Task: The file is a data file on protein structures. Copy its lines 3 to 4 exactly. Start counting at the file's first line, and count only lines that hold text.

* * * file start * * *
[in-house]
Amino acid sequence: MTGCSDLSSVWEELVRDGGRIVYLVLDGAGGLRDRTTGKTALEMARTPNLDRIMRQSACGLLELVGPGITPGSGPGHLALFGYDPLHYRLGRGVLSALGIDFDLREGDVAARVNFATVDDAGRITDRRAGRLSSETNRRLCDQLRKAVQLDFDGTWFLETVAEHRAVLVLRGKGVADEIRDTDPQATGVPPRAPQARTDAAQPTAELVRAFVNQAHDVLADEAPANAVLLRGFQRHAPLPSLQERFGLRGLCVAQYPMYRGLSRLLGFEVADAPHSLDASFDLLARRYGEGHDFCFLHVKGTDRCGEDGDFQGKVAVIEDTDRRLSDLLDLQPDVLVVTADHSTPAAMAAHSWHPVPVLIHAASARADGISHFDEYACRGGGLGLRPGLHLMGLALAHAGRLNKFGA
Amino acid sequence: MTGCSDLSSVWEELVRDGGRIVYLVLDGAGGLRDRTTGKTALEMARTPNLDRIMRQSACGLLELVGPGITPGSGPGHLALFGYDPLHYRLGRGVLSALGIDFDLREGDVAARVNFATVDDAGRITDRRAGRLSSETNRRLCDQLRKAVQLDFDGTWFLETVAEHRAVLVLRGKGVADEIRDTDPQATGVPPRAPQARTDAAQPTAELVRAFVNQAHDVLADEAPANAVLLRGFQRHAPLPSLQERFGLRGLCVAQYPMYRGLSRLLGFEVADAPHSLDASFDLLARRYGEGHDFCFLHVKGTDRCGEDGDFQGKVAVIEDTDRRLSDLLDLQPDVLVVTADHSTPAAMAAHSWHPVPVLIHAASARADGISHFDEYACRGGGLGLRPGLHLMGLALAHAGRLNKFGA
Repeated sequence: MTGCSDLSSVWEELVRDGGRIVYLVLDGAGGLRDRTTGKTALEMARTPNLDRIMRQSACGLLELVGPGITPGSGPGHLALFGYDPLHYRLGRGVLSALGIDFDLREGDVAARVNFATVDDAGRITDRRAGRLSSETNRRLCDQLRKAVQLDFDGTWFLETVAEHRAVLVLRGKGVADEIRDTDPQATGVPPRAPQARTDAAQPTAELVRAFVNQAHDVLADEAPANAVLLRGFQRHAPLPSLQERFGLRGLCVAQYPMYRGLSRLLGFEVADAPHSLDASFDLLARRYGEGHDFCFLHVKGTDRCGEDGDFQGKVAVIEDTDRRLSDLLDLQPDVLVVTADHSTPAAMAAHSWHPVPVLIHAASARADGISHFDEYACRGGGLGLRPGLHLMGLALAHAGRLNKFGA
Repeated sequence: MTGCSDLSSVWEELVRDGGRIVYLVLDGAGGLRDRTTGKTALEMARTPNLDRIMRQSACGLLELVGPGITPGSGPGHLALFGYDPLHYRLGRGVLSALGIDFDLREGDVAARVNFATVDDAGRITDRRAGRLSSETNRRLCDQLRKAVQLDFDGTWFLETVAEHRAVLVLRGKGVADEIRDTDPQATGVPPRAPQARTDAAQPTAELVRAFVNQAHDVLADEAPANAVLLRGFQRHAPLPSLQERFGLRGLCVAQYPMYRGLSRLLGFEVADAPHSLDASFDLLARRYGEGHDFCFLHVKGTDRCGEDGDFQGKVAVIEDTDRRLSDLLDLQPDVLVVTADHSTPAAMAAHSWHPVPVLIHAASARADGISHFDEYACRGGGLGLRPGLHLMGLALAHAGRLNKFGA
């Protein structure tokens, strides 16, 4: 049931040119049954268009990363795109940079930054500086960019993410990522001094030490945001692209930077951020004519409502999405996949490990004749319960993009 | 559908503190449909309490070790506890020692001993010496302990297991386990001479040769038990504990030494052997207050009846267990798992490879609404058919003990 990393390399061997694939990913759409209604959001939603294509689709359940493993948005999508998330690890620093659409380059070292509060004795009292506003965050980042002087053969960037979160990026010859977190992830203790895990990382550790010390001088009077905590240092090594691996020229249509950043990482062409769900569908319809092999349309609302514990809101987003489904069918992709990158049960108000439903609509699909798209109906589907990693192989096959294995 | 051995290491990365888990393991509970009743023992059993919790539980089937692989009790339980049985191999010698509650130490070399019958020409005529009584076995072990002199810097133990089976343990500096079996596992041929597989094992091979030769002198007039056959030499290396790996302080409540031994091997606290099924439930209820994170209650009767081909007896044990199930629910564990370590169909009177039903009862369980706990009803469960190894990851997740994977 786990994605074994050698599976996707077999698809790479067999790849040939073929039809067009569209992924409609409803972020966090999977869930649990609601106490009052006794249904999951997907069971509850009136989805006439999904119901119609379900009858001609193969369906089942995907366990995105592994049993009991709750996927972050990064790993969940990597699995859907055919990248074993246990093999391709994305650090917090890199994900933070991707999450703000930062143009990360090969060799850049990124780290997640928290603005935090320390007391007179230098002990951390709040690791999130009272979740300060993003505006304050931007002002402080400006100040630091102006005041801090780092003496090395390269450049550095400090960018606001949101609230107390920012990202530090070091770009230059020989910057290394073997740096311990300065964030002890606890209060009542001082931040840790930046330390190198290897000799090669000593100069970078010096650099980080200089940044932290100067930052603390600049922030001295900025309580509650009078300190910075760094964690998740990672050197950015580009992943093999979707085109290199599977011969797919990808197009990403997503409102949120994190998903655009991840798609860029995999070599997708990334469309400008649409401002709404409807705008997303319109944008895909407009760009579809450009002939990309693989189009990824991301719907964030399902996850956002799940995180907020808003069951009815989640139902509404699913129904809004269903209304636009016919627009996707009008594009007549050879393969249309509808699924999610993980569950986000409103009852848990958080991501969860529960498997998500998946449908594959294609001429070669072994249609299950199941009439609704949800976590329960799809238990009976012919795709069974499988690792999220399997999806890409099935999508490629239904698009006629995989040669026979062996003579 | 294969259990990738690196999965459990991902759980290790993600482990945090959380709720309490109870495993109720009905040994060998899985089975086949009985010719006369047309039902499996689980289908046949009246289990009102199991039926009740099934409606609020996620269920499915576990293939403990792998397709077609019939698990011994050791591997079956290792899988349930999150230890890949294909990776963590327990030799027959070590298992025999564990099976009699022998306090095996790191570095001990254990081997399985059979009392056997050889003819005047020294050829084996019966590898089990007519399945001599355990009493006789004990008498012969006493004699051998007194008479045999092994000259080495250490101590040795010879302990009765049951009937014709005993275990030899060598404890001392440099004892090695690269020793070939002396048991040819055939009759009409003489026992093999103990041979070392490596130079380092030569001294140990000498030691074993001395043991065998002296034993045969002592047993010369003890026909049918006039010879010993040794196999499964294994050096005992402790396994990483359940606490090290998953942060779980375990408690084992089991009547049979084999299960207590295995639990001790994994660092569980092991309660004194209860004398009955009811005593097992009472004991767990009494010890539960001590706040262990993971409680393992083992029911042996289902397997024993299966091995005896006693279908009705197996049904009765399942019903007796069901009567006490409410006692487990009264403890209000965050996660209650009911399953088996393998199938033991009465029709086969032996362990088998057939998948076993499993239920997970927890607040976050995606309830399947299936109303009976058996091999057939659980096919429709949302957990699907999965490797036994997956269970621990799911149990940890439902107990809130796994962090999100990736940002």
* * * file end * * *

Amino acid sequence: MTGCSDLSSVWEELVRDGGRIVYLVLDGAGGLRDRTTGKTALEMARTPNLDRIMRQSACGLLELVGPGITPGSGPGHLALFGYDPLHYRLGRGVLSALGIDFDLREGDVAARVNFATVDDAGRITDRRAGRLSSETNRRLCDQLRKAVQLDFDGTWFLETVAEHRAVLVLRGKGVADEIRDTDPQATGVPPRAPQARTDAAQPTAELVRAFVNQAHDVLADEAPANAVLLRGFQRHAPLPSLQERFGLRGLCVAQYPMYRGLSRLLGFEVADAPHSLDASFDLLARRYGEGHDFCFLHVKGTDRCGEDGDFQGKVAVIEDTDRRLSDLLDLQPDVLVVTADHSTPAAMAAHSWHPVPVLIHAASARADGISHFDEYACRGGGLGLRPGLHLMGLALAHAGRLNKFGA
Repeated sequence: MTGCSDLSSVWEELVRDGGRIVYLVLDGAGGLRDRTTGKTALEMARTPNLDRIMRQSACGLLELVGPGITPGSGPGHLALFGYDPLHYRLGRGVLSALGIDFDLREGDVAARVNFATVDDAGRITDRRAGRLSSETNRRLCDQLRKAVQLDFDGTWFLETVAEHRAVLVLRGKGVADEIRDTDPQATGVPPRAPQARTDAAQPTAELVRAFVNQAHDVLADEAPANAVLLRGFQRHAPLPSLQERFGLRGLCVAQYPMYRGLSRLLGFEVADAPHSLDASFDLLARRYGEGHDFCFLHVKGTDRCGEDGDFQGKVAVIEDTDRRLSDLLDLQPDVLVVTADHSTPAAMAAHSWHPVPVLIHAASARADGISHFDEYACRGGGLGLRPGLHLMGLALAHAGRLNKFGA